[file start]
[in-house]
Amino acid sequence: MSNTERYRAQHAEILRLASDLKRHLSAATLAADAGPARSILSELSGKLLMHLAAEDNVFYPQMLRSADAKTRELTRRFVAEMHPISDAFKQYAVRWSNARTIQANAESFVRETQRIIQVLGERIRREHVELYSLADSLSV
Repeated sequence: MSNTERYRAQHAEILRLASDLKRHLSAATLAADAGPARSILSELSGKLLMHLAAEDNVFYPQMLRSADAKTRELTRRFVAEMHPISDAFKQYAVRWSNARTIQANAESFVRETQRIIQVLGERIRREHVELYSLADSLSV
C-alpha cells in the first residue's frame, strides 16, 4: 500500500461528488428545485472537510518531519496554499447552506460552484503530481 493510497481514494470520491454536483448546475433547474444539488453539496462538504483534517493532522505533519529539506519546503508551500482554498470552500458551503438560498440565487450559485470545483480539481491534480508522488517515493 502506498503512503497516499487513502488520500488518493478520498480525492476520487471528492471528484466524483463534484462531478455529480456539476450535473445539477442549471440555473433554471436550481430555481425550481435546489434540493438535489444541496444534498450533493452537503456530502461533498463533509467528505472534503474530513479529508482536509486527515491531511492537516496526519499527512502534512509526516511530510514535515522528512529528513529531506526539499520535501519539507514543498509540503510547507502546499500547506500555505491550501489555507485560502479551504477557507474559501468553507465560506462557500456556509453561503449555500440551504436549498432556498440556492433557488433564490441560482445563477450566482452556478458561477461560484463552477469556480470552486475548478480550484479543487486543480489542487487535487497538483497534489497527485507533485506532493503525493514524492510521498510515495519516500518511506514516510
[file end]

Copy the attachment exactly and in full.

[in-house]
Amino acid sequence: MSNTERYRAQHAEILRLASDLKRHLSAATLAADAGPARSILSELSGKLLMHLAAEDNVFYPQMLRSADAKTRELTRRFVAEMHPISDAFKQYAVRWSNARTIQANAESFVRETQRIIQVLGERIRREHVELYSLADSLSV
Repeated sequence: MSNTERYRAQHAEILRLASDLKRHLSAATLAADAGPARSILSELSGKLLMHLAAEDNVFYPQMLRSADAKTRELTRRFVAEMHPISDAFKQYAVRWSNARTIQANAESFVRETQRIIQVLGERIRREHVELYSLADSLSV
C-alpha cells in the first residue's frame, strides 16, 4: 500500500461528488428545485472537510518531519496554499447552506460552484503530481 493510497481514494470520491454536483448546475433547474444539488453539496462538504483534517493532522505533519529539506519546503508551500482554498470552500458551503438560498440565487450559485470545483480539481491534480508522488517515493 502506498503512503497516499487513502488520500488518493478520498480525492476520487471528492471528484466524483463534484462531478455529480456539476450535473445539477442549471440555473433554471436550481430555481425550481435546489434540493438535489444541496444534498450533493452537503456530502461533498463533509467528505472534503474530513479529508482536509486527515491531511492537516496526519499527512502534512509526516511530510514535515522528512529528513529531506526539499520535501519539507514543498509540503510547507502546499500547506500555505491550501489555507485560502479551504477557507474559501468553507465560506462557500456556509453561503449555500440551504436549498432556498440556492433557488433564490441560482445563477450566482452556478458561477461560484463552477469556480470552486475548478480550484479543487486543480489542487487535487497538483497534489497527485507533485506532493503525493514524492510521498510515495519516500518511506514516510